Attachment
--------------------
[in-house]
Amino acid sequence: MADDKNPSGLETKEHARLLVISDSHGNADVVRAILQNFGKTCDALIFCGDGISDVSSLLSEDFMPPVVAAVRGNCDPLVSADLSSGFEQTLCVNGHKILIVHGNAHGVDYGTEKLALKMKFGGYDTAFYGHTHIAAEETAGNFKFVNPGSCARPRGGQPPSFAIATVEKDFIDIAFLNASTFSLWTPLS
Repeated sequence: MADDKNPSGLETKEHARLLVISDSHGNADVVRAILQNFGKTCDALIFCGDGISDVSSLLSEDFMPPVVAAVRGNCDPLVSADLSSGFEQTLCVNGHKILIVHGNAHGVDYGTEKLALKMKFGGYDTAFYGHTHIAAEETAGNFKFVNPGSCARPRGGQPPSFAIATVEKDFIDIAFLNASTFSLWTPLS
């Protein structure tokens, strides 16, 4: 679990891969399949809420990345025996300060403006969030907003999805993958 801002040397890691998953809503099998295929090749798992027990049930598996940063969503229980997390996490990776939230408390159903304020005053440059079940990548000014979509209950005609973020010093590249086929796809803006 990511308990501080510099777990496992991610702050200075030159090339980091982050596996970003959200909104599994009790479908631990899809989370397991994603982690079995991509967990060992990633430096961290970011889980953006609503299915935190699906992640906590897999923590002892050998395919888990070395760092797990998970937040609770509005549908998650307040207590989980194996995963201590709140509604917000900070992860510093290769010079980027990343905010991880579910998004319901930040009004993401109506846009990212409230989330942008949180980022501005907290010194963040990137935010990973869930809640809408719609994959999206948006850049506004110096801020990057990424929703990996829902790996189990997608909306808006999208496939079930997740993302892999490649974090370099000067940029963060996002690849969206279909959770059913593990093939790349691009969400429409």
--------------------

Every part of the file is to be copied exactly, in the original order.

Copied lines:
[in-house]
Amino acid sequence: MADDKNPSGLETKEHARLLVISDSHGNADVVRAILQNFGKTCDALIFCGDGISDVSSLLSEDFMPPVVAAVRGNCDPLVSADLSSGFEQTLCVNGHKILIVHGNAHGVDYGTEKLALKMKFGGYDTAFYGHTHIAAEETAGNFKFVNPGSCARPRGGQPPSFAIATVEKDFIDIAFLNASTFSLWTPLS
Repeated sequence: MADDKNPSGLETKEHARLLVISDSHGNADVVRAILQNFGKTCDALIFCGDGISDVSSLLSEDFMPPVVAAVRGNCDPLVSADLSSGFEQTLCVNGHKILIVHGNAHGVDYGTEKLALKMKFGGYDTAFYGHTHIAAEETAGNFKFVNPGSCARPRGGQPPSFAIATVEKDFIDIAFLNASTFSLWTPLS
């Protein structure tokens, strides 16, 4: 679990891969399949809420990345025996300060403006969030907003999805993958 801002040397890691998953809503099998295929090749798992027990049930598996940063969503229980997390996490990776939230408390159903304020005053440059079940990548000014979509209950005609973020010093590249086929796809803006 990511308990501080510099777990496992991610702050200075030159090339980091982050596996970003959200909104599994009790479908631990899809989370397991994603982690079995991509967990060992990633430096961290970011889980953006609503299915935190699906992640906590897999923590002892050998395919888990070395760092797990998970937040609770509005549908998650307040207590989980194996995963201590709140509604917000900070992860510093290769010079980027990343905010991880579910998004319901930040009004993401109506846009990212409230989330942008949180980022501005907290010194963040990137935010990973869930809640809408719609994959999206948006850049506004110096801020990057990424929703990996829902790996189990997608909306808006999208496939079930997740993302892999490649974090370099000067940029963060996002690849969206279909959770059913593990093939790349691009969400429409």